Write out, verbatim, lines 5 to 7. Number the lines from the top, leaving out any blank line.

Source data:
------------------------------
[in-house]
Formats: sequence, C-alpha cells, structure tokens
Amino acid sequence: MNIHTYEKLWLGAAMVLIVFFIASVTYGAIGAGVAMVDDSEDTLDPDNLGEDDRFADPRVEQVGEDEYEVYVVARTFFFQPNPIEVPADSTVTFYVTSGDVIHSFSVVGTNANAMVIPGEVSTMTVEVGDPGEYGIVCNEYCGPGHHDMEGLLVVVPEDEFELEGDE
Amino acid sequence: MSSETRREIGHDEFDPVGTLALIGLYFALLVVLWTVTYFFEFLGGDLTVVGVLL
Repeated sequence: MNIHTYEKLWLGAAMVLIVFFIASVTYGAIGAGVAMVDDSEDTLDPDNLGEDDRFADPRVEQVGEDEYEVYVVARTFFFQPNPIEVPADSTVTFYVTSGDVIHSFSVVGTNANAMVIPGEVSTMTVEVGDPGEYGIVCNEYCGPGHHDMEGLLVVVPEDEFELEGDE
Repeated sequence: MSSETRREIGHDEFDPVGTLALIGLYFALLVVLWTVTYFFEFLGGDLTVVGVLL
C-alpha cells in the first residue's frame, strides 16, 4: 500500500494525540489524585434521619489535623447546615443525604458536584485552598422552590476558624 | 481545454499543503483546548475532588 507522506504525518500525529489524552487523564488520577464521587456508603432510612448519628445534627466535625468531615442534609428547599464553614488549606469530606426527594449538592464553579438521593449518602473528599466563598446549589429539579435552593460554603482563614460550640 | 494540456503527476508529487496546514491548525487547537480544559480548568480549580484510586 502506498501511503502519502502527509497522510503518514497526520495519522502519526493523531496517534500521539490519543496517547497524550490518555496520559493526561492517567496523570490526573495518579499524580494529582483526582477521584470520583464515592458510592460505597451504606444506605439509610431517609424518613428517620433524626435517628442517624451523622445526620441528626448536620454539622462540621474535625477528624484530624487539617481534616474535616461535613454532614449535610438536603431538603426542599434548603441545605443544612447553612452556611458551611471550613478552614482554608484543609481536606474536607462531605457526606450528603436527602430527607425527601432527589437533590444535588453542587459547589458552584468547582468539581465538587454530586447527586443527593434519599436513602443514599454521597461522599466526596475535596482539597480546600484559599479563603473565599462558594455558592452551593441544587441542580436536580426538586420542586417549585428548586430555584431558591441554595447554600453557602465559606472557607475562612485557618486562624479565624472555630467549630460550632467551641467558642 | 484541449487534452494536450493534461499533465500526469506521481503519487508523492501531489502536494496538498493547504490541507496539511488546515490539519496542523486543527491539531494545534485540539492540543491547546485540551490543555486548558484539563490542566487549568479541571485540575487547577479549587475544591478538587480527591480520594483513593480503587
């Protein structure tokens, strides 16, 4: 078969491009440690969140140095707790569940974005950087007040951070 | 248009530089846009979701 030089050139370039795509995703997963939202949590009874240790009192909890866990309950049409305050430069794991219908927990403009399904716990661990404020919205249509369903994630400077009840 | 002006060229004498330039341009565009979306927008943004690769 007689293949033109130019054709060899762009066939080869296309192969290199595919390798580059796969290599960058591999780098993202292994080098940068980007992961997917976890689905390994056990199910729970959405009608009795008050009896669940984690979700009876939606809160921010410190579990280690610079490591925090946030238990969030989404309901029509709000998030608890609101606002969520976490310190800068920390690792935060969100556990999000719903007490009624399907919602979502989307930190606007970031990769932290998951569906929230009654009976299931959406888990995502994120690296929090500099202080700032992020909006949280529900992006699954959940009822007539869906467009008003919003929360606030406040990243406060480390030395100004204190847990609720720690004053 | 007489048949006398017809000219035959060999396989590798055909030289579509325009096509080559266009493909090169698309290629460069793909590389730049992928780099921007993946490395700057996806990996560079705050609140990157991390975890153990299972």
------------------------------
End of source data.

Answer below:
Repeated sequence: MNIHTYEKLWLGAAMVLIVFFIASVTYGAIGAGVAMVDDSEDTLDPDNLGEDDRFADPRVEQVGEDEYEVYVVARTFFFQPNPIEVPADSTVTFYVTSGDVIHSFSVVGTNANAMVIPGEVSTMTVEVGDPGEYGIVCNEYCGPGHHDMEGLLVVVPEDEFELEGDE
Repeated sequence: MSSETRREIGHDEFDPVGTLALIGLYFALLVVLWTVTYFFEFLGGDLTVVGVLL
C-alpha cells in the first residue's frame, strides 16, 4: 500500500494525540489524585434521619489535623447546615443525604458536584485552598422552590476558624 | 481545454499543503483546548475532588 507522506504525518500525529489524552487523564488520577464521587456508603432510612448519628445534627466535625468531615442534609428547599464553614488549606469530606426527594449538592464553579438521593449518602473528599466563598446549589429539579435552593460554603482563614460550640 | 494540456503527476508529487496546514491548525487547537480544559480548568480549580484510586 502506498501511503502519502502527509497522510503518514497526520495519522502519526493523531496517534500521539490519543496517547497524550490518555496520559493526561492517567496523570490526573495518579499524580494529582483526582477521584470520583464515592458510592460505597451504606444506605439509610431517609424518613428517620433524626435517628442517624451523622445526620441528626448536620454539622462540621474535625477528624484530624487539617481534616474535616461535613454532614449535610438536603431538603426542599434548603441545605443544612447553612452556611458551611471550613478552614482554608484543609481536606474536607462531605457526606450528603436527602430527607425527601432527589437533590444535588453542587459547589458552584468547582468539581465538587454530586447527586443527593434519599436513602443514599454521597461522599466526596475535596482539597480546600484559599479563603473565599462558594455558592452551593441544587441542580436536580426538586420542586417549585428548586430555584431558591441554595447554600453557602465559606472557607475562612485557618486562624479565624472555630467549630460550632467551641467558642 | 484541449487534452494536450493534461499533465500526469506521481503519487508523492501531489502536494496538498493547504490541507496539511488546515490539519496542523486543527491539531494545534485540539492540543491547546485540551490543555486548558484539563490542566487549568479541571485540575487547577479549587475544591478538587480527591480520594483513593480503587